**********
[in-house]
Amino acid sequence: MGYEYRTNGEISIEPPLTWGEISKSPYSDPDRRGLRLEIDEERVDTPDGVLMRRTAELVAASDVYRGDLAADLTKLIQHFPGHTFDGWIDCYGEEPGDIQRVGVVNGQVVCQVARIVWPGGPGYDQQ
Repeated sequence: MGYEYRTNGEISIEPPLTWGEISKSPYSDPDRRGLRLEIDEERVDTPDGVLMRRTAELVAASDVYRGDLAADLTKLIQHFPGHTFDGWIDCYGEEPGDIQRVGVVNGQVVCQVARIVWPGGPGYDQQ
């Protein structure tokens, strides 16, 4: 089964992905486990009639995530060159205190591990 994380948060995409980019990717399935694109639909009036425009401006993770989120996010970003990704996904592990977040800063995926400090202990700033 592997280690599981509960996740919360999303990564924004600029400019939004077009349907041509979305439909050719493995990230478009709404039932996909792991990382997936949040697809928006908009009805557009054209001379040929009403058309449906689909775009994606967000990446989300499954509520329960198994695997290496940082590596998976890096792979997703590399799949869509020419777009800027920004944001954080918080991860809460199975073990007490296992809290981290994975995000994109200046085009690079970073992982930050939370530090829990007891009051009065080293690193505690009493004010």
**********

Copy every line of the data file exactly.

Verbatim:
[in-house]
Amino acid sequence: MGYEYRTNGEISIEPPLTWGEISKSPYSDPDRRGLRLEIDEERVDTPDGVLMRRTAELVAASDVYRGDLAADLTKLIQHFPGHTFDGWIDCYGEEPGDIQRVGVVNGQVVCQVARIVWPGGPGYDQQ
Repeated sequence: MGYEYRTNGEISIEPPLTWGEISKSPYSDPDRRGLRLEIDEERVDTPDGVLMRRTAELVAASDVYRGDLAADLTKLIQHFPGHTFDGWIDCYGEEPGDIQRVGVVNGQVVCQVARIVWPGGPGYDQQ
């Protein structure tokens, strides 16, 4: 089964992905486990009639995530060159205190591990 994380948060995409980019990717399935694109639909009036425009401006993770989120996010970003990704996904592990977040800063995926400090202990700033 592997280690599981509960996740919360999303990564924004600029400019939004077009349907041509979305439909050719493995990230478009709404039932996909792991990382997936949040697809928006908009009805557009054209001379040929009403058309449906689909775009994606967000990446989300499954509520329960198994695997290496940082590596998976890096792979997703590399799949869509020419777009800027920004944001954080918080991860809460199975073990007490296992809290981290994975995000994109200046085009690079970073992982930050939370530090829990007891009051009065080293690193505690009493004010």